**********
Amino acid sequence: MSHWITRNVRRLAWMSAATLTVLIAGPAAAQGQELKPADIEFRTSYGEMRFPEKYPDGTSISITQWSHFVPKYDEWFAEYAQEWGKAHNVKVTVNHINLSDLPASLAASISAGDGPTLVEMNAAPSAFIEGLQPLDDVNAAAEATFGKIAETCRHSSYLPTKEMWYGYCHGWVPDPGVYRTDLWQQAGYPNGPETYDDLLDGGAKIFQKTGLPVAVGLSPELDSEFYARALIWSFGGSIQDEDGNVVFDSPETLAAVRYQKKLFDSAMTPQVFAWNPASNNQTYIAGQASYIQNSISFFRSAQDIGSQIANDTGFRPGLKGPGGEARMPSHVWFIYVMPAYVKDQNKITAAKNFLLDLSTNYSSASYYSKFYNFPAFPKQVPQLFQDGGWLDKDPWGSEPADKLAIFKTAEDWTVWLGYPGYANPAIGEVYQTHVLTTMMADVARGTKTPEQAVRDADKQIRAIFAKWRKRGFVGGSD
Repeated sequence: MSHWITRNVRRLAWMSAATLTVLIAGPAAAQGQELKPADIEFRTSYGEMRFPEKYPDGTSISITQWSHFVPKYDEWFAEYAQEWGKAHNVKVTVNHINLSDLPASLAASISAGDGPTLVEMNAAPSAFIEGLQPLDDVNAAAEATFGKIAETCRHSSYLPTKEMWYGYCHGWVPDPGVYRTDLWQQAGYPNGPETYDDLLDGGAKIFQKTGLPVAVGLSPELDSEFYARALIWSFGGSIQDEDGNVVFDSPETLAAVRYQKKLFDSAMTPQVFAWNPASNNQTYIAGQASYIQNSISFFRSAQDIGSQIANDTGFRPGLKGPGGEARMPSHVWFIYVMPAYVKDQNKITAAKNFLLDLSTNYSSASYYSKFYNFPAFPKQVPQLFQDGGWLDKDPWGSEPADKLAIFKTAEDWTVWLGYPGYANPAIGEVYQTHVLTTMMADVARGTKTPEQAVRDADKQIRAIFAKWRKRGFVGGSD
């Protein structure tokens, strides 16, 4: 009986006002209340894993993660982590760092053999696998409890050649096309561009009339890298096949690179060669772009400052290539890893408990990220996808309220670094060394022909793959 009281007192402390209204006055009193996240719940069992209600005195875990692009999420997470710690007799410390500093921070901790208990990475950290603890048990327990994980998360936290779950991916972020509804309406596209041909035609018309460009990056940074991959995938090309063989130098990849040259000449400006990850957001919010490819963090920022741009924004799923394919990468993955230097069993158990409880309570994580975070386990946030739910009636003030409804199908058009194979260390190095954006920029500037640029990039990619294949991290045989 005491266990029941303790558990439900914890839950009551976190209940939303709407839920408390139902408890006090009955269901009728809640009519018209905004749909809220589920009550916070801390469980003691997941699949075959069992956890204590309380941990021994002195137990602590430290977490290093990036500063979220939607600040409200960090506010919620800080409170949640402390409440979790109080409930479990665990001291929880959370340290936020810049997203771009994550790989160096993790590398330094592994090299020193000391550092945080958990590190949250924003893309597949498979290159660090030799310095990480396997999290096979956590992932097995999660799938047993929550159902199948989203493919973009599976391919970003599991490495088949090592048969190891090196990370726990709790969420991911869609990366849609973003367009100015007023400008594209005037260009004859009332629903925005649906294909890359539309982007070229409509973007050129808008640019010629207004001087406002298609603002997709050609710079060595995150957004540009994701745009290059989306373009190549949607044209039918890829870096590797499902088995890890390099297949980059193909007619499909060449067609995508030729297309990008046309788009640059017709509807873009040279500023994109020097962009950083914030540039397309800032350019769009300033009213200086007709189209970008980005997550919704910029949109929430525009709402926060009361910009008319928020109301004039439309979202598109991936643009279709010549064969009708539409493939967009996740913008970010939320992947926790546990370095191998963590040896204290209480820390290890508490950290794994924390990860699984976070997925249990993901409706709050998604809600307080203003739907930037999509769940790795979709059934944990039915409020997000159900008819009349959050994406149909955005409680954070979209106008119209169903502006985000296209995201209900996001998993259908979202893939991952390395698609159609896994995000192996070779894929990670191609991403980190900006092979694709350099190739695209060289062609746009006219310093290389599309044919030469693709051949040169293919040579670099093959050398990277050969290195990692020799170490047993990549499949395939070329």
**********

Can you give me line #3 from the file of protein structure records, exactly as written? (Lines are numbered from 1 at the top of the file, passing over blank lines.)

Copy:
């Protein structure tokens, strides 16, 4: 009986006002209340894993993660982590760092053999696998409890050649096309561009009339890298096949690179060669772009400052290539890893408990990220996808309220670094060394022909793959 009281007192402390209204006055009193996240719940069992209600005195875990692009999420997470710690007799410390500093921070901790208990990475950290603890048990327990994980998360936290779950991916972020509804309406596209041909035609018309460009990056940074991959995938090309063989130098990849040259000449400006990850957001919010490819963090920022741009924004799923394919990468993955230097069993158990409880309570994580975070386990946030739910009636003030409804199908058009194979260390190095954006920029500037640029990039990619294949991290045989 005491266990029941303790558990439900914890839950009551976190209940939303709407839920408390139902408890006090009955269901009728809640009519018209905004749909809220589920009550916070801390469980003691997941699949075959069992956890204590309380941990021994002195137990602590430290977490290093990036500063979220939607600040409200960090506010919620800080409170949640402390409440979790109080409930479990665990001291929880959370340290936020810049997203771009994550790989160096993790590398330094592994090299020193000391550092945080958990590190949250924003893309597949498979290159660090030799310095990480396997999290096979956590992932097995999660799938047993929550159902199948989203493919973009599976391919970003599991490495088949090592048969190891090196990370726990709790969420991911869609990366849609973003367009100015007023400008594209005037260009004859009332629903925005649906294909890359539309982007070229409509973007050129808008640019010629207004001087406002298609603002997709050609710079060595995150957004540009994701745009290059989306373009190549949607044209039918890829870096590797499902088995890890390099297949980059193909007619499909060449067609995508030729297309990008046309788009640059017709509807873009040279500023994109020097962009950083914030540039397309800032350019769009300033009213200086007709189209970008980005997550919704910029949109929430525009709402926060009361910009008319928020109301004039439309979202598109991936643009279709010549064969009708539409493939967009996740913008970010939320992947926790546990370095191998963590040896204290209480820390290890508490950290794994924390990860699984976070997925249990993901409706709050998604809600307080203003739907930037999509769940790795979709059934944990039915409020997000159900008819009349959050994406149909955005409680954070979209106008119209169903502006985000296209995201209900996001998993259908979202893939991952390395698609159609896994995000192996070779894929990670191609991403980190900006092979694709350099190739695209060289062609746009006219310093290389599309044919030469693709051949040169293919040579670099093959050398990277050969290195990692020799170490047993990549499949395939070329």